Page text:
If Frenchmen Street is the temple complex of New Orleans music, more than ever that makes it a temple to New Orleans itself. The city has been famously musical for centuries, a reputation that hinges on the abundance of live music venues, street music, patronage and participation. Previous loci have included Congo Square, the old French Opera House, Storyville or South Rampart Street in the early jazz era. But never before has devotion to an extensive culture of live music been as central, as foundational, to New Orleanian identity as it is today.
This can be seen as an offshoot of a growing “touristic” culture, where locals begin to perceive and experience their hometown in the same way tourists do. Or it can be thought of as the consummation of practices long since baked into the city’s culture, and well-suited to championing by New Orleanians seeking to preserve a sense of the city’s — and their own — exceptionalism. “Outsiders” — transplants more than tourists — have always played a role in noticing and valuing local cultural features deemed unique.
Bourbon Street continues to be the city’s most iconic street — a competition with Frenchmen as instructive as it is pointless. We’re talking about a competition between symbols, not business zones. While the ϋberhip among us like to demean Frenchmen as the “New Bourbon,” it’s more accurate to say that Bourbon Street was the old Frenchmen.
Not so long ago, Bourbon was the place for live music, what with Louis Prima, Al Hirt and other legends holding forth.* It combined vice (striptease) with live music in a way that invoked a lighter shade of Storyville, continuing to feed America’s sense of New Orleans as a place that parties in an exceptionally transgressive manner.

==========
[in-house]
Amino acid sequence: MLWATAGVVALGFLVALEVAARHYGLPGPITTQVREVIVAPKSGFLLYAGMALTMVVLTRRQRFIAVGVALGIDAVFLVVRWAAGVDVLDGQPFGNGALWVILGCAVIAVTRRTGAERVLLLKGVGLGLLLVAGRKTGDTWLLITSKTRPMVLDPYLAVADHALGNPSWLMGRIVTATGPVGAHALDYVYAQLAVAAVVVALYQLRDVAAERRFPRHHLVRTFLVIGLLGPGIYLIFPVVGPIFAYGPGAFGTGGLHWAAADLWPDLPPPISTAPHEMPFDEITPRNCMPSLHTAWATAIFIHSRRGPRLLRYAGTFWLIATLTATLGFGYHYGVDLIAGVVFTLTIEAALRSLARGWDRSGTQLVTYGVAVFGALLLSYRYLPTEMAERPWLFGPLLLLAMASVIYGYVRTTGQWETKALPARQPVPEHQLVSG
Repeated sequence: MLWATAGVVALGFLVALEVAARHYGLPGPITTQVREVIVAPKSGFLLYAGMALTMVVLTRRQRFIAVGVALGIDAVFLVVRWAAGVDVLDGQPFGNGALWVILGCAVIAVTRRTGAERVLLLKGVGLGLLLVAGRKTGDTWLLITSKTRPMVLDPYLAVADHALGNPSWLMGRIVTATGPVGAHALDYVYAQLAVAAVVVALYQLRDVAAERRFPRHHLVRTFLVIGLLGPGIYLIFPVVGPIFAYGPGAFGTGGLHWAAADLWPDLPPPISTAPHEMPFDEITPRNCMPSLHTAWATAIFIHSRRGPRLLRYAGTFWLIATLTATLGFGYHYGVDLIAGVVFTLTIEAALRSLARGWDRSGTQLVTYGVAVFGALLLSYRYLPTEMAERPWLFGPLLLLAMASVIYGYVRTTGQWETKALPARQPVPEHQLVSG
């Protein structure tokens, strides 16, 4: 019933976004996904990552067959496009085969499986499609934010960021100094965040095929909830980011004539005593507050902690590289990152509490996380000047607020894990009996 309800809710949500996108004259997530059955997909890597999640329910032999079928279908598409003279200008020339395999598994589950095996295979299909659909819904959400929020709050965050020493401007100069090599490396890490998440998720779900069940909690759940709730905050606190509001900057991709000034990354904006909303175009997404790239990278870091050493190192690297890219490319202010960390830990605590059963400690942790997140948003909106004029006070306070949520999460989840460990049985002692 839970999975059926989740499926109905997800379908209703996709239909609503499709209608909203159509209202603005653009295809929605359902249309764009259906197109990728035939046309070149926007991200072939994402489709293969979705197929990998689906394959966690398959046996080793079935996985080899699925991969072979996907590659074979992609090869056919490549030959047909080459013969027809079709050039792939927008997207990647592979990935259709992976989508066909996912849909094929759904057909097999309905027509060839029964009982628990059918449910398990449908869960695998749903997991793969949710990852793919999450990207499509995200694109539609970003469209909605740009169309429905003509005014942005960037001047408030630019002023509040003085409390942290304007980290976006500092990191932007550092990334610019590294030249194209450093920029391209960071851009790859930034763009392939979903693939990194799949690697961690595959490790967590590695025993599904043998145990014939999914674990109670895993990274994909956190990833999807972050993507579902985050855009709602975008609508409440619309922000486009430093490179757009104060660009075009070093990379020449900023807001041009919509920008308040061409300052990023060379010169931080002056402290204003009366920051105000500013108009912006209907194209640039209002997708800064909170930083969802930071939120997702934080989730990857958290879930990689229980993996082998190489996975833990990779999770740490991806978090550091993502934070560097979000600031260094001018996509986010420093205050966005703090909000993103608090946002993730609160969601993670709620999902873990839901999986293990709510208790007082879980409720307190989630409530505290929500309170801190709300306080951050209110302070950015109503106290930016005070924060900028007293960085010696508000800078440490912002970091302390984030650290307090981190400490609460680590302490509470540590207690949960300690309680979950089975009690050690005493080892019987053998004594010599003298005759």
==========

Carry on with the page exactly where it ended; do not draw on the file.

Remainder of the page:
Frenchmen Street has succeeded in severing sexual vice from live music, an achievement that says a lot about New Orleans and America in the late 20th and early 21st centuries. There’s no real competition between Bourbon and Frenchmen because they cater to different audiences, people of differing social and cultural backgrounds (as well as those enlightened cosmopolitans able to enjoy both).
People with a greater degree of cultural capital — both locals and visiting aficionados —prefer Frenchmen. The ultra-hip have concluded, of course, that Frenchmen Street is already too well-known to confer “underground” cred, so they’re branching down St. Claude and pooh-poohing the poseurs left behind. Thus we see again how the anxiety of authenticity has become more acute than ever in the post-Katrina boom years, even if the hipster compulsion for what French philosopher Pierre Bourdieu calls “cultural distinction ” has degenerated into just another consumer niche.
The comic irony is that Frenchmen Street today is nothing like it ever was before, so it can’t be passed off as the continuation of a traditional use of the area. We need to accept that the explosive downtown cultural renaissance that Frenchmen Street presides over is the result of a romantic vision of what New Orleans should be, more than a continuation of how it has been. Frenchmen Street represents a recreation of New Orleans in a particular version of its own image. Change, yes, shaped by myth. As naturally New Orleans as vegan gumbo and milk punch daiquiris.
C.W. Cannon teaches English and New Orleans Studies at Loyola University.
*Correction: The sentence, as first published, ended with the word “nightly,” which has been deleted. While Hirt had his own club, Louis Prima did not. When in town he often appeared on Bourbon Street at the Shim Sham Club owned by his brother Leon Prima.